This paper deals with modality in Peirce's existential graphs, as expressed in his gamma and tinctured systems. We aim at showing that there were two philosophically motivated decisions of Peirce's that, in the end, hindered him from producing a modern, conclusive system of modal logic. Finally, we propose emendations and modifications to Peirce's modal graphical tinctured systems and to their underlying ideas that will produce modern modal systems.
The situationist movement in psychology and, more recently, in philosophy has been associated with a number of striking claims, including that most people do not have the moral virtues and vices, that any ethical theory which is wedded to such character traits is empirically inadequate, and that much of our behavior is causally influenced, to significant degrees, by psychological influences about which we are often unaware. Yet Christian philosophers have had virtually nothing to say about situationist claims. The goal (...) of this paper is to consider whether Christians should start to be worried about them. (shrink)
Arab Christians and the Qurʾan from the Origins of Islam to the Medieval Period. Edited by Mark Beaumont. History of Christian-Muslim Relations, vol. 35. Leiden: Brill, 2018. Pp. xiv + 216. $120, €104.
In recent centuries Christians of various denominations have endorsed many different political philosophies that they see as being truly biblical in their approach. Over this time there has been an increasing hostility, by some Christians, towards free markets and political philosophies that hold human liberty as the highest goal such as libertarianism and classical liberalism. This criticism is unwarranted and misplaced as libertarianism and free markets are not only compatible with Christianity, they are also the most biblically sound of all (...) economics systems and political philosophies endorsed by Christians today. Therefore, this paper will argue that Christians of all denominations should endorse free markets and libertarianism if they wish to create a world that follows biblical principles and the teachings of Jesus. (shrink)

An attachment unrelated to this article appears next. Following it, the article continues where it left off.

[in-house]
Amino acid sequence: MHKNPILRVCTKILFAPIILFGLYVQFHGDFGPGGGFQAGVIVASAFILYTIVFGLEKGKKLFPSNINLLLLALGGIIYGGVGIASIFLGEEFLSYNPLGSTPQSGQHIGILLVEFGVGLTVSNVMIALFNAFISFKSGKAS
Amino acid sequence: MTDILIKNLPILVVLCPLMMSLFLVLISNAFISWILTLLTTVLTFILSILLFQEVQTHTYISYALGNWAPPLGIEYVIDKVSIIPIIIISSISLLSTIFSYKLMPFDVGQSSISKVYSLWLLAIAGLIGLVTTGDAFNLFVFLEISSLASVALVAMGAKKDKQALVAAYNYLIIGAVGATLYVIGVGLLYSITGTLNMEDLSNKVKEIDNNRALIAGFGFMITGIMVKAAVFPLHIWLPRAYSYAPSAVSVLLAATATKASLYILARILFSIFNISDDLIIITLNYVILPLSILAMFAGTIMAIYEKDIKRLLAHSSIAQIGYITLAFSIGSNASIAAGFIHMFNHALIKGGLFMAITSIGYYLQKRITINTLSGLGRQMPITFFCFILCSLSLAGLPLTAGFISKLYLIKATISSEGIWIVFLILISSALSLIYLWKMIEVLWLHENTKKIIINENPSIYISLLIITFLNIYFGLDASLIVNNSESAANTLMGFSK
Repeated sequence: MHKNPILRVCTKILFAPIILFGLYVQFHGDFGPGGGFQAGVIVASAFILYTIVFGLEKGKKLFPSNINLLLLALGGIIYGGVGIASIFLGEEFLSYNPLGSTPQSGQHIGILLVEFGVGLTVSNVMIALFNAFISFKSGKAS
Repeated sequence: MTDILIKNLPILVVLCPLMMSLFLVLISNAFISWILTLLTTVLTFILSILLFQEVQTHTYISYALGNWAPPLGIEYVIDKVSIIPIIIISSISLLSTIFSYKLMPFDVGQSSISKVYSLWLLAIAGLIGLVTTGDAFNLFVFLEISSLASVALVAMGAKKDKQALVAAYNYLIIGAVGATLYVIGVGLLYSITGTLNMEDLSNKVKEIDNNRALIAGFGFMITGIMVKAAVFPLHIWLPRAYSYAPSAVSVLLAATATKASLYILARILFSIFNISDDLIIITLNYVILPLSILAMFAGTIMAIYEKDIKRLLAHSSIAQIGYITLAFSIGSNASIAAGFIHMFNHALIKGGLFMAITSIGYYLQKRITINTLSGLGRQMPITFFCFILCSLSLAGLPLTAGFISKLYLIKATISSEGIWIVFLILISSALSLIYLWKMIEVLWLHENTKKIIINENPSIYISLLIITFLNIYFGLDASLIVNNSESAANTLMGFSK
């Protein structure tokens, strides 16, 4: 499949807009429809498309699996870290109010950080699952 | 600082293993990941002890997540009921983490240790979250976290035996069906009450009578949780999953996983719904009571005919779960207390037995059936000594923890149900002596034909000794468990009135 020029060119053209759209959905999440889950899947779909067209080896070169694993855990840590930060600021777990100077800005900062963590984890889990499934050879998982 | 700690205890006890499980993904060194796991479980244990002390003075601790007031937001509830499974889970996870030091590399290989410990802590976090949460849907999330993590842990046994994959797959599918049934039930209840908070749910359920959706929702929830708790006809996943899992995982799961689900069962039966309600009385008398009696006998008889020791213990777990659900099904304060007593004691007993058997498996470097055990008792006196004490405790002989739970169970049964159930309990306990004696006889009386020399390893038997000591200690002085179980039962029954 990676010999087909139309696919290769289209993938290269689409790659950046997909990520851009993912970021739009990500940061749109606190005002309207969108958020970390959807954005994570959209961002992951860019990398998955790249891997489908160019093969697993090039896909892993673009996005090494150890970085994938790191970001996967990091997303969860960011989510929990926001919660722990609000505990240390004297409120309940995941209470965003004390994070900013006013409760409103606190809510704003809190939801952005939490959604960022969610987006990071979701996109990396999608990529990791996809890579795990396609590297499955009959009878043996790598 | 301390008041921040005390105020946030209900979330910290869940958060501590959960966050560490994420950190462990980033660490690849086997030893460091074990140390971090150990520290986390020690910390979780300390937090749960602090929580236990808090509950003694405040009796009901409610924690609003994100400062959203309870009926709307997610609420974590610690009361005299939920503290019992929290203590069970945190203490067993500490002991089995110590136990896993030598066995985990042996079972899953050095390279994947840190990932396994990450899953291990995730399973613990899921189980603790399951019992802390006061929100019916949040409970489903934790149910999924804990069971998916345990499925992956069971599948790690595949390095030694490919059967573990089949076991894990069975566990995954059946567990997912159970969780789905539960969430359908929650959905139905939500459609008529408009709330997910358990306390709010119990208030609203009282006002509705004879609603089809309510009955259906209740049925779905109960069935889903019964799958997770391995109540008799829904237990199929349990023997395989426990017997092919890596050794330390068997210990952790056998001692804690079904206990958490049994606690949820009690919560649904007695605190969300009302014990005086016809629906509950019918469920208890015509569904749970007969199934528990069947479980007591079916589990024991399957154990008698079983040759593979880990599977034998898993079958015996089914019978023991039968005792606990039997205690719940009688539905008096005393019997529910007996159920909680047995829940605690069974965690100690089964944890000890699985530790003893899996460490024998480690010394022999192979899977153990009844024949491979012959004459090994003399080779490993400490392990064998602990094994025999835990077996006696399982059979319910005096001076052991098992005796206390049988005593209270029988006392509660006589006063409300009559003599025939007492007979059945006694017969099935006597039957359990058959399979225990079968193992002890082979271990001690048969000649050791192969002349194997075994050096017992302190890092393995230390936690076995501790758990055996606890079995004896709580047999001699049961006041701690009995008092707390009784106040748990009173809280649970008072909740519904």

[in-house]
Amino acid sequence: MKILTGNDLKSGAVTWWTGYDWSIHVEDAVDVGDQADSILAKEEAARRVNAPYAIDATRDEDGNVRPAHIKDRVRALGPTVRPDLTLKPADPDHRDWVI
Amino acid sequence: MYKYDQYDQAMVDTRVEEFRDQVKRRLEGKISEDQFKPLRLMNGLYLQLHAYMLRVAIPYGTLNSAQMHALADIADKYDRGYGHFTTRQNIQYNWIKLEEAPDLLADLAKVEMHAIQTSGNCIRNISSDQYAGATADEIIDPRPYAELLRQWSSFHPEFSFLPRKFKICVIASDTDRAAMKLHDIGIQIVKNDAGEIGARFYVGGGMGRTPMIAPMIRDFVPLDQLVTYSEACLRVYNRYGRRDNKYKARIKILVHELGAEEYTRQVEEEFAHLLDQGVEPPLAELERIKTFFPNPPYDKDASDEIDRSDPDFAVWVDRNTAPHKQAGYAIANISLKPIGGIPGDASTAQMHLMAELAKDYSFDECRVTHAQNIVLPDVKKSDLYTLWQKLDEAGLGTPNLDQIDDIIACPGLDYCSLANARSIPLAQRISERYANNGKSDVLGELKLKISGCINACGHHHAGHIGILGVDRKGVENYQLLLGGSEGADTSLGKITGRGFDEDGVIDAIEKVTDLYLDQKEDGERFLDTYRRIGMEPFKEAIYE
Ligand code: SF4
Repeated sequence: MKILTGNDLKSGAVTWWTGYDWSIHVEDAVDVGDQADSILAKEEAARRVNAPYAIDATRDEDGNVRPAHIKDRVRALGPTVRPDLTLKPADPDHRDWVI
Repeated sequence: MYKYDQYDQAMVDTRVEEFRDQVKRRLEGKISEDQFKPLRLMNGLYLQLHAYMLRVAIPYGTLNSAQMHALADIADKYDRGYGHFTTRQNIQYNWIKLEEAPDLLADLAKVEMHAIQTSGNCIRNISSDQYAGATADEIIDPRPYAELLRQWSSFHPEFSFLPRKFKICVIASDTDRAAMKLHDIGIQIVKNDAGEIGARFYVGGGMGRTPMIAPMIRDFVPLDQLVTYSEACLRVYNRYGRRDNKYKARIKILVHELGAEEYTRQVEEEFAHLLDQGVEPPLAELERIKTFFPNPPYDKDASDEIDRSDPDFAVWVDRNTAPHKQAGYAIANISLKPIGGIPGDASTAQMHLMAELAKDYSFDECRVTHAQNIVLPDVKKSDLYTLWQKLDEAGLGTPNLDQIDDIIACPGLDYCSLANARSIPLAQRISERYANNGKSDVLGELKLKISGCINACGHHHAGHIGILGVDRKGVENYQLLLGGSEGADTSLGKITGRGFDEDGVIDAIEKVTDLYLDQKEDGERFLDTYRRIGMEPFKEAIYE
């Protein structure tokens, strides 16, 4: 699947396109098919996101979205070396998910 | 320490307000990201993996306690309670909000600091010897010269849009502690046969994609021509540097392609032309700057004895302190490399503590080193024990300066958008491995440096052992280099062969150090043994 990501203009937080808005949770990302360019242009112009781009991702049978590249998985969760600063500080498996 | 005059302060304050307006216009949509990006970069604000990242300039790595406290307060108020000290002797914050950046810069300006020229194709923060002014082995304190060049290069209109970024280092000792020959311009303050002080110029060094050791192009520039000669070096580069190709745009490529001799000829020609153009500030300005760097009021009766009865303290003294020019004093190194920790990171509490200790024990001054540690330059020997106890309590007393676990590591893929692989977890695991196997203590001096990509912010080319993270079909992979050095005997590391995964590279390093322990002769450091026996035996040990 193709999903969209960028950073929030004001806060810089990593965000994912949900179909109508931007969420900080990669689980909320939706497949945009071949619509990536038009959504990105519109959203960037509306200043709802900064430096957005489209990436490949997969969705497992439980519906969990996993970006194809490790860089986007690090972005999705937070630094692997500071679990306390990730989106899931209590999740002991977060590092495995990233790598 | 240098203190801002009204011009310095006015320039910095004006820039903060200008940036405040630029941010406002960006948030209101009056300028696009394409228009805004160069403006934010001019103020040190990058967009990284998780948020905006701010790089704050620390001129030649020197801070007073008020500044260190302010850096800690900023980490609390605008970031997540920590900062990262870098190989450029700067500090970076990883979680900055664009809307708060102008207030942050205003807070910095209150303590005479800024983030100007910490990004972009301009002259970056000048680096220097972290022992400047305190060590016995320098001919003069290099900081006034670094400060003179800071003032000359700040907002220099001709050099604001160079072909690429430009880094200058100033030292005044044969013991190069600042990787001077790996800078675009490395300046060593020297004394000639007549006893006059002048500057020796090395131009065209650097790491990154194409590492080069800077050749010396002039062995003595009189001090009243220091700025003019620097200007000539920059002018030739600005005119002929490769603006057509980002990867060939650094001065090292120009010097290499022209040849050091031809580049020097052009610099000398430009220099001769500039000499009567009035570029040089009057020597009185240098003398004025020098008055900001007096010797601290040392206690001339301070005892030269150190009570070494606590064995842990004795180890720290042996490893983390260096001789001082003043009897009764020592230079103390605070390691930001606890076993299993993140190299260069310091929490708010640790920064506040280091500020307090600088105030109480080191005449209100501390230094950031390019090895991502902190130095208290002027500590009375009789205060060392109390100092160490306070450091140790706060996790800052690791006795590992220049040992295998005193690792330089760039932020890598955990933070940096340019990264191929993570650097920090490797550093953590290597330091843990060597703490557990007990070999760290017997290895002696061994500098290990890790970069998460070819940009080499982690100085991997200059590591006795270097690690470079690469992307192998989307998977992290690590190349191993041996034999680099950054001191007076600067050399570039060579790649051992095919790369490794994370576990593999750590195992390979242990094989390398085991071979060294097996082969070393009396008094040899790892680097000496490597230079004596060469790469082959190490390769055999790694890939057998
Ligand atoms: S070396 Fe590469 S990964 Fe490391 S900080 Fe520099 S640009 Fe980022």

Contemporary Christian ethics encounters the challenge to communicate genuinely Christian normative orientations within the scientific debate in such a way as to render these orientations comprehensible, and to maintain or enhance their plausibility even for non-Christians. This essay, therefore, proceeds from a biblical motif, takes up certain themes from the Christian tradition (in particular the idea of social justice), and connects both with a compelling contemporary approach to ethics by secular moral philosophy, i.e. with Axel Honneth's reception (...) of Hegel, as based on Hegel's theory of recognition. As a first step, elements of an ethics of recognition are developed on the basis of an anthropological recourse to the conditions of intersubjective encounters. These conditions are then brought to bear on the idea of social justice, as developed in the social-Catholic tradition, and as systematically explored in the Pastoral Letter of the United States Conference of Catholic Bishops, Economic Justice For All (1986). Proceeding from this basis, aspects of a Christian ethics of community service with regard to long-term care can be defined. (shrink)
This expository paper presents a general framework for representing levels and inter-level relations. The framework is intended to capture both epistemic and ontological notions of levels and to clarify the sense in which levels of explanation might or might not be related to a levelled ontology. The framework also allows us to study and compare different kinds of inter-level relations, especially supervenience and reduction but also grounding and mereological constitution. This, in turn, enables us to explore questions such as whether (...) supervenience implies explanatory reducibility and whether there can be irreducible higher-level explanations or even “emergent” higher-level properties. (shrink)
In the climate ethics debate, scholars largely agree that individuals should promote institutions that ensure the reduction of greenhouse gas emissions. This paper aims to establish that there are individual duties beyond compliance with and promotion of institutions. Duties of individuals to reduce their emissions are often objected to by arguing that an individual’s emissions do not make a morally relevant difference. We challenge this argument from inconsequentialism in two ways. We first show why the argument also seems to undermine (...) the case for duties to promote institutions that the arguments’ proponents endorse. Second, we argue that individuals ought to cut emissions if they exceed their fair share of emissions entitlements and, by emitting, contribute to climate-related harm. In response to inconsequentialism, we specify the notion of ‘contribution’ via the so-called NESS theory, according to which an act is causally relevant for and contributes to an outcome if it is a Necessary Element of a Set of conditions that is Sufficient for the outcome. After refuting two objections to our approach, we conclude by discussing how to deal with possible conflicts between duties to promote institutions and to reduce one’s emissions. (shrink)